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The Journal of Regenerative Medicine (JRGM) promotes rigorous research that makes a significant contribution in advancing knowledge for developing new therapeutic approaches to prevent and treat life-threatening diseases. JRGM includes all major themes pertaining to regenerative medicine therapies, applications in stem cell and tissue engineering.
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Suspended Life - Stem Cells: Are Treatments Possible?
The aim of this meeting, organized by the Italian no-profit associations Stampa Rossoblù, Sicilia Risvegli Onlus, Niemann Pick Onlus, Omphalos, Organizzazione Sindrome di Angelman (Or.S.A.), Cancellautismo, Marco e Andrea Tremante Foundation, was to confer regarding today’s state-of-the-art and novel findings on stem cell research and applications in Italy. The meeting was held in the city of Grottammare – Ascoli Piceno County, under the auspices of Luigi Merlo, the Major of the city, and Piero Celani, the County President.
Stem Cell Therapy for Diabetes: A Call for Efficient Differentiation of Pancreatic Progenitors
Given the capacity of differentiating into functional beta cells in vivo, transplantation of pancreatic progenitors derived from human embryonic stem cells (hESCs) has been considered as a promising avenue in beta cell replacement therapy . Besides the concerns of preventing teratoma formation, reducing host immune system rejection and other related safety issues , generating sufficient number of pancreatic progenitors is one of the priorities before any consideration of clinical application.
Use of Immortalized Differentiated Cells for Regenerative Medicine
Stem cells are touted to offer a potential avenue for curing many conditions such as diabetes, cardiovascular disease and Alzheimer’s disease. The comments raised were of particular significance in regards hurdles for the use of stem cells in regenerative medicine. These include in vivo issues such as cellular survival, senescence, proliferative capacity and differentiation into a functional tissue.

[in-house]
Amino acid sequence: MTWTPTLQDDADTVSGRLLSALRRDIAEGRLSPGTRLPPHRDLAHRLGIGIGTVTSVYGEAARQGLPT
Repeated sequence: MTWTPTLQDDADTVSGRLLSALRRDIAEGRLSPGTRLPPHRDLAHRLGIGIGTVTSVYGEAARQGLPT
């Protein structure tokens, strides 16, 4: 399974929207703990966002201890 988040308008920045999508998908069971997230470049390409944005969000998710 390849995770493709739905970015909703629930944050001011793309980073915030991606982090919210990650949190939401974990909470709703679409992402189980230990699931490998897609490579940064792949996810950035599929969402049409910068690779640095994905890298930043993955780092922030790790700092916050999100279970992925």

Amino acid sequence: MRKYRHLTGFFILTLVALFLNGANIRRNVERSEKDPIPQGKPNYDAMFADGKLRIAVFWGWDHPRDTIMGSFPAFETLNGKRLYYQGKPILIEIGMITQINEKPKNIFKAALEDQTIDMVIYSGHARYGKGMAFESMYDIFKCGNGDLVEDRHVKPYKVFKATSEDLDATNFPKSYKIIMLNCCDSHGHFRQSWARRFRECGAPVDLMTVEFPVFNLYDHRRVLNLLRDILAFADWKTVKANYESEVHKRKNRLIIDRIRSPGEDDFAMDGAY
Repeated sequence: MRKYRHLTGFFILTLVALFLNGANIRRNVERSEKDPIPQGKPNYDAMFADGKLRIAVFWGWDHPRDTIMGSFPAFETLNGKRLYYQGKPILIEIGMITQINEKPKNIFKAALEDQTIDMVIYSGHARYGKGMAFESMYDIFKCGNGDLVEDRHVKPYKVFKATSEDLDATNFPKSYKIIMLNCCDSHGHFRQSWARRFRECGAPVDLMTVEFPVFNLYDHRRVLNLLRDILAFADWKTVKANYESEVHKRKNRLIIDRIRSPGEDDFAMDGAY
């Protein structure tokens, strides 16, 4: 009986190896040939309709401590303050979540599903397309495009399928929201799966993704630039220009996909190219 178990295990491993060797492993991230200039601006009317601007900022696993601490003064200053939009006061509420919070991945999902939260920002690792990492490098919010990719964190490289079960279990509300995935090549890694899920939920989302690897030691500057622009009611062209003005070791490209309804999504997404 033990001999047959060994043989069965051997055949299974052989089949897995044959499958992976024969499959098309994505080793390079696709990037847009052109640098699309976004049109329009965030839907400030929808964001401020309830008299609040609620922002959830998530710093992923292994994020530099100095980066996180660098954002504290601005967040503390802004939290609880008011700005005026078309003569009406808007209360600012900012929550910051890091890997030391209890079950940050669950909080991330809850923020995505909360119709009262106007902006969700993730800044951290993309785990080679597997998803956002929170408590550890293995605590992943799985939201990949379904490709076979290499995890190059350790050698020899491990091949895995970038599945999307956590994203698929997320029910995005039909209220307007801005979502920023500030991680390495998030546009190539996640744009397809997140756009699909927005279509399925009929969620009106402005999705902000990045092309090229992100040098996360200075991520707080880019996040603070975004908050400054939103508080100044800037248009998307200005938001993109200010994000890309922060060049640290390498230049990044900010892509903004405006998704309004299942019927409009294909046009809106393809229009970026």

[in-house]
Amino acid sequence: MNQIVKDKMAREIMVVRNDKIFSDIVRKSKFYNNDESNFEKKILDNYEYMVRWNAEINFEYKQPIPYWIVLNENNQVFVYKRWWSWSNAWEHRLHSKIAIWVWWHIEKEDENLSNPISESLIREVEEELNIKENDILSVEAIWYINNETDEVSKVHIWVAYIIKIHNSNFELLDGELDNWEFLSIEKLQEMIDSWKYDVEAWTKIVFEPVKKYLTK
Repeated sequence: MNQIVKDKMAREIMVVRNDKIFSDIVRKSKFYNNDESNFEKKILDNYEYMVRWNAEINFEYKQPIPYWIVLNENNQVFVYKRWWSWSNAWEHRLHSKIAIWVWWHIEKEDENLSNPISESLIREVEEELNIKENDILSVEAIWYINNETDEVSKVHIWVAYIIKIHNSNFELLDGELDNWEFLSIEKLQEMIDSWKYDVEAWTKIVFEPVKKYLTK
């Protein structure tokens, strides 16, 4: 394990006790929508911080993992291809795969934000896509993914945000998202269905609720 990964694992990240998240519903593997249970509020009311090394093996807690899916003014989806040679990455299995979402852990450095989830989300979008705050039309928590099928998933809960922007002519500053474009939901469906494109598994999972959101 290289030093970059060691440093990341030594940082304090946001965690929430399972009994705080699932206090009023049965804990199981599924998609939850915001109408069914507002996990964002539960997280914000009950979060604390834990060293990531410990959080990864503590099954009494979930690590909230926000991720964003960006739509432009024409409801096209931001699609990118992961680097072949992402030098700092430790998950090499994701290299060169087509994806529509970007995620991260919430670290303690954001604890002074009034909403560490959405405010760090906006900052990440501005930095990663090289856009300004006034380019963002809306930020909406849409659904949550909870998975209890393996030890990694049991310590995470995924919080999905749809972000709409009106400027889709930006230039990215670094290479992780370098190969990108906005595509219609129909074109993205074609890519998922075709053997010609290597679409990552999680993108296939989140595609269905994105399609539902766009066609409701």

There is growing evidence showing the promise of mesenchymal stromal cells (MSCs) for the treatment of cutaneous wound healing. In a previous study, we have shown that MSCs seeded on an artificial dermal matrix, Integra® enriched with platelet rich plasma (EmatrixTM) have enhanced proliferative potential as compared to those cultured on the scaffold alone. In this study, we wanted to extend the experimentation by evaluating the efficacy of the MSCs bioengineered scaffolds in the healing of skin wounds. To this purpose, full-thickness skin defects were created on the dorsum of rats and covered with (a) Integra®, (b) EmatrixTM , (c) Integra® plus MSCs, (d) and EmatrixTM plus MSCs, or (e) left to heal spontaneously (control). It was found that the presence of MSCs within the scaffolds significantly accelerated wound healing and greatly ameliorated the quality of regenerated skin; it reduced collagen deposition, enhanced re-epithelization, increased neo-angiogenesis and promoted a greater return of hair follicles and sebaceous glands. In conclusion, the results of this study provide strong evidence that the treatment with MSC-seeded scaffolds represents an attractive approach for augmenting the regenerative potential and enhancing cutaneous wound healing.
Stem Cell Extracellular Matrix Interactions in Three- Dimensional System via Integrins
Cells of all types interact with the extracellular matrix (ECM) through integrin-mediated interactions. Adhesion of embryonic stem (ES) cells is necessary for differentiation. We have characterized integrin expression of undifferentiated mES cells and established a system of evaluating the ECM-integrin interactions in three-dimension (3D) using electrospun scaffolds. We observed a higher proliferation rate at early time points in conventional 2D culture with various ECM proteins (collagen IV, laminin, fibronectin, vitronectin) as compared to 3D conditions. At later time points, we observed higher proliferations in 3D culture conditions compared to 2D culture conditions. We also detected the importance of α5, αV, β1, β5 and αVβ5 integrin subunits for cellular adhesion in 3D conditions using a cellular adhesion assay.